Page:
Durable Goods Plummet

By at 27 February, 2024, 1:01 pm

by Raymond J. Keating –

There’s not much too latch onto that’s positive in the latest durable goods report from the U.S. Census Bureau. Indeed, this is not a pretty picture of new orders for manufactured durable goods in January.

The topline number showed that durable goods orders plummeted by 6.1 percent in January, and have declined in three of the last four months, and in five of last seven months.

Indeed, the only major category where we saw something positive in January was in “computers and related products,” where new orders grew by 5.8 percent. Meanwhile “transportation equipment” was hit by a decline of 16.0 percent in January.

New orders for capital goods – that is, investment, or products used to produce other products – declined by 15.0 percent, after a decline of 1.4 percent in December. And nondefense capital goods new orders fell by 19.4 percent, after an increase of a meager 0.1 percent in December.

One key measure in the monthly durable goods report is new orders for nondefense capital goods excluding aircraft, which draws attention as an indicator for private investment in equipment and software in forthcoming GDP data. New orders here inched ahead by 0.1 percent, after a decline of 0.9 percent in December.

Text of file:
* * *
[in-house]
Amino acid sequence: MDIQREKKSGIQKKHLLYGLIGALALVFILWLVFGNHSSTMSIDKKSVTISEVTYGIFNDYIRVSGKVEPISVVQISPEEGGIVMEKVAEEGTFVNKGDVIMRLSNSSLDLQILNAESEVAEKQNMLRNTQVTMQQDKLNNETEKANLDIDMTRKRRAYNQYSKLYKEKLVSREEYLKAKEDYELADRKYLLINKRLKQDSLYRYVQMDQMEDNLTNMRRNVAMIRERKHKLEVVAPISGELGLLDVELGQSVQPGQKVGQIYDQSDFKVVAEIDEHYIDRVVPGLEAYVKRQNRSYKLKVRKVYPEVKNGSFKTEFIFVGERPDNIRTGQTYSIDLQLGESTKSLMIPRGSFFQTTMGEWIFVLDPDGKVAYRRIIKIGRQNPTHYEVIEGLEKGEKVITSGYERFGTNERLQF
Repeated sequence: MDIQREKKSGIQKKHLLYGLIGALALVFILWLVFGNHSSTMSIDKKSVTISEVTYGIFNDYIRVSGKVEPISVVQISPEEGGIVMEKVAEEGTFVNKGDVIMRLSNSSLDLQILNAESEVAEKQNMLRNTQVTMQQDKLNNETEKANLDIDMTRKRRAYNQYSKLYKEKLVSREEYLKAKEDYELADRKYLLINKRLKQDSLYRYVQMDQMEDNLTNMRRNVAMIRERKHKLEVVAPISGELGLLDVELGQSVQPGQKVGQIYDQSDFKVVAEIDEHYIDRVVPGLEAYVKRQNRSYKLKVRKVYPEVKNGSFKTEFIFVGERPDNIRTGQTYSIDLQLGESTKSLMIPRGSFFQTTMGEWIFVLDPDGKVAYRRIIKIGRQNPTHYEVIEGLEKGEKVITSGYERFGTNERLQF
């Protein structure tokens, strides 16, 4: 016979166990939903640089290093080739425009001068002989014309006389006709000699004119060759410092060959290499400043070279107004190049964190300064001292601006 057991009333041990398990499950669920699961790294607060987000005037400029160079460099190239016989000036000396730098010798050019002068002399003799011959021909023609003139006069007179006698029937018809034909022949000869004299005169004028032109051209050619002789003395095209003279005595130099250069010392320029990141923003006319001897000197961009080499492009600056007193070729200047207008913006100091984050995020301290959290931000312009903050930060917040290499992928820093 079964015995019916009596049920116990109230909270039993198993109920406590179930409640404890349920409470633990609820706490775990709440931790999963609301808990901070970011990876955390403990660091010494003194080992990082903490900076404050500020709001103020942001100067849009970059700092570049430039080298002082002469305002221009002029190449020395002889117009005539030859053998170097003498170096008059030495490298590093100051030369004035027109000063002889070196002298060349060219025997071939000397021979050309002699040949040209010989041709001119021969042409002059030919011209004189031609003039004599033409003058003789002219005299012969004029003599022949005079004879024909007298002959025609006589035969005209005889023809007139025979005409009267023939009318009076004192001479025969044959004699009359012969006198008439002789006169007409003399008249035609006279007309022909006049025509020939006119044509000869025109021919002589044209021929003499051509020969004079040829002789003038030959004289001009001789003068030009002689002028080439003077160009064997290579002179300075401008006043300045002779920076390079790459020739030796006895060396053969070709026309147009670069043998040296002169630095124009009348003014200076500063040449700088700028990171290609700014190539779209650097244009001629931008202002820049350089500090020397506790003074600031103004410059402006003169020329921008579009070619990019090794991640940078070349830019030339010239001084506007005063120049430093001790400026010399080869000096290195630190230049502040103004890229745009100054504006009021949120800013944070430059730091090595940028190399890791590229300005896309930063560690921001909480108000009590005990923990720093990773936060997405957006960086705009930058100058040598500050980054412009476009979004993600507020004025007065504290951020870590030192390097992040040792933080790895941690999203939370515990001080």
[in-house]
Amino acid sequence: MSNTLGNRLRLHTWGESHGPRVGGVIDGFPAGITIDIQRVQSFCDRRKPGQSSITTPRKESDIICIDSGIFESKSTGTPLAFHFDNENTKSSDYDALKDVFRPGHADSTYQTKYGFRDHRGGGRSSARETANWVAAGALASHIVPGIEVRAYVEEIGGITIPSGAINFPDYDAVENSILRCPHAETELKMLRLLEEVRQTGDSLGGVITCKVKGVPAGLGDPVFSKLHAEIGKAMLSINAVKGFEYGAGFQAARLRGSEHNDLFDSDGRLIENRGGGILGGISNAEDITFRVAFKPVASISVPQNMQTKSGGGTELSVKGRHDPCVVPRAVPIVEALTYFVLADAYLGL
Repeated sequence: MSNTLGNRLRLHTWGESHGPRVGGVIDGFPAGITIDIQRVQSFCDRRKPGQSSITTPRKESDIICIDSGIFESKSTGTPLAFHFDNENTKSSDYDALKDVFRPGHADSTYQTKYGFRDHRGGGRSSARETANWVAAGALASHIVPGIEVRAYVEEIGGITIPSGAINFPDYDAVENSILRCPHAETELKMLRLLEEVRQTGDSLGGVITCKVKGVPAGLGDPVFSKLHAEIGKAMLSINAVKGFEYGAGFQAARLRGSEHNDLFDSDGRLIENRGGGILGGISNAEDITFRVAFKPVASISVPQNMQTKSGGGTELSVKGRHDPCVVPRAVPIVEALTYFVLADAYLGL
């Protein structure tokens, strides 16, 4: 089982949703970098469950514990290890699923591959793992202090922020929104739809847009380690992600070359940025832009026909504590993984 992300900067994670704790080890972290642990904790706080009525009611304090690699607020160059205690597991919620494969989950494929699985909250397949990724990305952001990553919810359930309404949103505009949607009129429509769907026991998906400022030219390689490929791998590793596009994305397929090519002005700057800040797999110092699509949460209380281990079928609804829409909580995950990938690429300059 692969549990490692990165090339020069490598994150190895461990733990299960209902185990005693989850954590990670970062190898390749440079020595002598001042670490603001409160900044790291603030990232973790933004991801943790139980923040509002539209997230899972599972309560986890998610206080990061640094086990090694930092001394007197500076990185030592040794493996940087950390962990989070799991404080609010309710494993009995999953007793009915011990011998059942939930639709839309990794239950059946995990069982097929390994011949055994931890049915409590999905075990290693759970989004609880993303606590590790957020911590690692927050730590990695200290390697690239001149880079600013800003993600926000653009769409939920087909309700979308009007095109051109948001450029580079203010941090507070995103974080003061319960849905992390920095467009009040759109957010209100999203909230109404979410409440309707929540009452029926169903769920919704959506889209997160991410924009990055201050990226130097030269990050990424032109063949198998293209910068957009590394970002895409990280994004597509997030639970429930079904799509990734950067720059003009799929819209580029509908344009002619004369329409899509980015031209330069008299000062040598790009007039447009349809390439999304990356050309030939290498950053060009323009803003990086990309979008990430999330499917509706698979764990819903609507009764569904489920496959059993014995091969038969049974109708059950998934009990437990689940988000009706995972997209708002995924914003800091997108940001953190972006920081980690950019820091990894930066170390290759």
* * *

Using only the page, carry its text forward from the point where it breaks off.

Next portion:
Source: Federal Reserve Bank of St. Louis, FRED

As noted in the above chart, after a dramatic and welcome recovery after the pandemic hit, new orders for nondefense capital goods excluding aircraft have effectively stagnated since August 2022.

Private-sector investment, of course, is vital for innovation, productivity, income growth, and economic growth now and in the future. Policymakers might want to keep this in mind, and in turn, incentivize investment via tax and regulatory relief – as opposed to looking for ways to raise costs via increases in taxes, regulations and tariffs.

Raymond J. Keating is chief economist for the Small Business & Entrepreneurship Council. His latest books on the economy are The Weekly Economist: 52 Quick Reads to Help You Think Like an Economist, The Weekly Economist II: 52 More Quick Reads to Help You Think Like an Economist and The Weekly Economist III: Another 52 Quick Reads to Help You Think Like an Economist.


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